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Thursday, 28 November, 2002, 13:26 GMT
Veterans honoured for Arctic convoys
Veterans
The heroism of the former sailors was praised
British war veterans who kept open supply routes for the Russians amid perilous conditions in the Arctic, have been honoured for their bravery.

Some 17 Second World War veterans were presented with medals for their bravery in ensuring the safe passage of essential supplies to Russia.

The honours were presented by the Russian Ambassador who paid tribute to the "hero" sailors at a ceremony in London on Thursday.


It's always nice to think they appreciated what the lads did

Ron Skeates, 78, veteran

At least 3,000 British men and women died during the convoy missions that proved crucial in the battle against Hitler.

Ambassador Grigory Karasin presented veterans with the 50th Anniversary of the Victory in the Great Patriotic War 1941-1945 medal, at a ceremony attended by British Foreign Office officials.

'Freezing cold and frightened'

He said: "It is our duty to say to the world that many years ago they were heroes.

"We will never forget the heroic efforts you have made."

Since 1995 Russia has awarded medals to about 2,500 veterans of the northern convoys, he said.

Receiving the award with his wife and family, Ron Skeates, from Lincoln, said: "It's always nice to think they appreciated what the lads did."

The 78-year-old, already a recipient of the Atlantic Star medal, said many men did not survive the arduous trips and those that did were pleased to receive the honour.

"If you were there in the freezing cold and frightened, you would have earned it," he added.

The British sailors risked their lives by carrying food and equipment to help their former Allies in the Soviet Union fight the war on the Eastern front.

Surprise attack

Thursday's event is one of many held each year at the embassy since the 50th anniversary of the end of the war.

It involves former Royal and Merchant Navy veterans as well as commercial sailors.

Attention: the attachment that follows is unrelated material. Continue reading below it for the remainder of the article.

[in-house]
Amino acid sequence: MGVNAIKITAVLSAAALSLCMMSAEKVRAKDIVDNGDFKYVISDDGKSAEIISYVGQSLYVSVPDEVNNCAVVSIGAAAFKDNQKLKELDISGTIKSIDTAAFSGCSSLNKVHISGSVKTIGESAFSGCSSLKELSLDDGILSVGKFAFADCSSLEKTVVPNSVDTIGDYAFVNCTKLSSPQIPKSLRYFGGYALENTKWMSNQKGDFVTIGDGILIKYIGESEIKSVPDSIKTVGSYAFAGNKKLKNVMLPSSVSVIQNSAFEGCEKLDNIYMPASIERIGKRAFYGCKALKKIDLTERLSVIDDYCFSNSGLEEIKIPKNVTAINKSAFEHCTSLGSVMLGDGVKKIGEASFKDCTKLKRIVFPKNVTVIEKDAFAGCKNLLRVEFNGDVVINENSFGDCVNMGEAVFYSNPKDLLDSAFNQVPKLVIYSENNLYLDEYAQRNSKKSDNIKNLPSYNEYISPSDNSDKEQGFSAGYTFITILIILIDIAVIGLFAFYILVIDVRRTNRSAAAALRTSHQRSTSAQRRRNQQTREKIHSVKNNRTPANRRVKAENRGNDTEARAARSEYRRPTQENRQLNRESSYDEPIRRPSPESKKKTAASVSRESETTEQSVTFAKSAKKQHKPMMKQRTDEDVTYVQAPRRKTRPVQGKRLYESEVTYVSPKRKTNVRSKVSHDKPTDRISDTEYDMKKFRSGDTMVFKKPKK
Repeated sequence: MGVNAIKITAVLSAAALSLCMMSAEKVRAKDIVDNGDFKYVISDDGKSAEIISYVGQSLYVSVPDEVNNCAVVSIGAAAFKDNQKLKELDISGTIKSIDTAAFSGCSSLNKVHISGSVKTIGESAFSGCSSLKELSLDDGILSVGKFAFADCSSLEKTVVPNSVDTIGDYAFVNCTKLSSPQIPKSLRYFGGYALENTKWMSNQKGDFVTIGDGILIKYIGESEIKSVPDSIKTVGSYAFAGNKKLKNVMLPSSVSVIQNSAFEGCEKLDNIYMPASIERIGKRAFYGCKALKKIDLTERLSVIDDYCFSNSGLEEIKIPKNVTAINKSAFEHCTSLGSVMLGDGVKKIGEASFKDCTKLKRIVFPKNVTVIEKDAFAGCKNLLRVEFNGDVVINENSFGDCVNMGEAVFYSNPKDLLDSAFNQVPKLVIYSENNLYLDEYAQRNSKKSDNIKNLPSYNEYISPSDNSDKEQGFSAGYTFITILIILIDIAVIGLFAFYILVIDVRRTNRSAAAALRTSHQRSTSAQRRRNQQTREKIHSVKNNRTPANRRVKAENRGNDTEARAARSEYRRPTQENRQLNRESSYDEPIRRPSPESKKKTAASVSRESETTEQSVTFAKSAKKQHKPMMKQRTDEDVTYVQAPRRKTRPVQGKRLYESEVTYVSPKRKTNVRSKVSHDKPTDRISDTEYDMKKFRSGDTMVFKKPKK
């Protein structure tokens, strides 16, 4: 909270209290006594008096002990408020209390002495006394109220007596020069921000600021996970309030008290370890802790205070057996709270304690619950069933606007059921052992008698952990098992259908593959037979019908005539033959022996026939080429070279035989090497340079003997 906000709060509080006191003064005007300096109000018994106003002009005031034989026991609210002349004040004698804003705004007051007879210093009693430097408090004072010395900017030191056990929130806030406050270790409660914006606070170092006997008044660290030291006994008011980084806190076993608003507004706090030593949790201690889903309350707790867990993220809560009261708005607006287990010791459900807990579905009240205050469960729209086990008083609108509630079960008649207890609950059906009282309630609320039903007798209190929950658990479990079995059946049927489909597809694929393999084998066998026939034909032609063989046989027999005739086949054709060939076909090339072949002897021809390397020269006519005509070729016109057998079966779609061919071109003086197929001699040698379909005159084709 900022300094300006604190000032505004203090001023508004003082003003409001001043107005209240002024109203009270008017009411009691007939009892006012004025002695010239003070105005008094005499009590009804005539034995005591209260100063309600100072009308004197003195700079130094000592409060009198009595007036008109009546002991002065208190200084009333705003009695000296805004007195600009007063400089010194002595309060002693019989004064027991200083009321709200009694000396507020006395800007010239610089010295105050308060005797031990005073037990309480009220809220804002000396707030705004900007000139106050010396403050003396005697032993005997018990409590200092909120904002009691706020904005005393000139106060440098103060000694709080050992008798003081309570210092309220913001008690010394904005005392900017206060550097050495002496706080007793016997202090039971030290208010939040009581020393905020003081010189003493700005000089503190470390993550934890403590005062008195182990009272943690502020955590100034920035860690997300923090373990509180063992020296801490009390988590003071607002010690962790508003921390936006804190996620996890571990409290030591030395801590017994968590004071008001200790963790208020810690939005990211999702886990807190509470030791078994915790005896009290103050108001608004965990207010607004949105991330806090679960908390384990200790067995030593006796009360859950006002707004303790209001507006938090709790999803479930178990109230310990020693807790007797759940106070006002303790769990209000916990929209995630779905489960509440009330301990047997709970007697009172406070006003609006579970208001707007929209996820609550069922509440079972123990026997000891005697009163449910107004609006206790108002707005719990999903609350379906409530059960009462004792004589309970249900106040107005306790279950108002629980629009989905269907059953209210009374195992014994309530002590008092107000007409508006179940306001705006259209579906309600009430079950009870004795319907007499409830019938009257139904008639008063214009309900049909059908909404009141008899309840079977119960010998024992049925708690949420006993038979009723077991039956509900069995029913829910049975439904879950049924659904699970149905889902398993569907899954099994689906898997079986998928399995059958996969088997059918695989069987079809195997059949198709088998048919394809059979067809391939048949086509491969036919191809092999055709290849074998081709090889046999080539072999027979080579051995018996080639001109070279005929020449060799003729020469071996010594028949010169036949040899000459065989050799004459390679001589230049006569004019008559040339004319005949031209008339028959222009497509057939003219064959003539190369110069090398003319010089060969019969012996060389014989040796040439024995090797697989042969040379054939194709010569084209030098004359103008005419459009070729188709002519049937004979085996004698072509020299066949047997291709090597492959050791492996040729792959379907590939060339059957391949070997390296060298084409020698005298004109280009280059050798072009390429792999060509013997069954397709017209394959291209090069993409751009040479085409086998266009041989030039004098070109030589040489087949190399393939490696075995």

The Arctic convoys began in 1941 after Hitler's Germany launched a surprise attack - Operation Barbarossa - on the Soviet Union.

The young sailors came under heavy enemy fire from the Luftwaffe and German U-boats.

Andrew Garrett, 78, from Gateshead, was a stoker on board a convoy to Russia.

'Proud'

Speaking at the ceremony, he said the below-zero temperatures were harsh and the work was dangerous, but he added: "I am very proud today. It's beautiful for Russia to recognise what we did."

Only last year British and Russian war veterans gathered in the Russian city of Archangel to mark the 60th anniversary of the convoys.

HMS Belfast, now moored on the River Thames near Tower Bridge in London, was at the forefront of the convoys and provided close range, heavy cover for the ships.

A total of 75 convoys made the trip between August 1941 and the end of the war, carrying four million tons of supplies, including 5,000 tanks and 7,000 aircraft for the Soviet forces on the Eastern Front.

More than half of the ships were sunk before reaching their destination.

During the war, the British merchant navy lost more than 30,000 men, and some 5,150 Allied merchant ships were sunk.

See also:

31 Aug 01 | Europe
12 Nov 00 | N Ireland
09 May 00 | Europe
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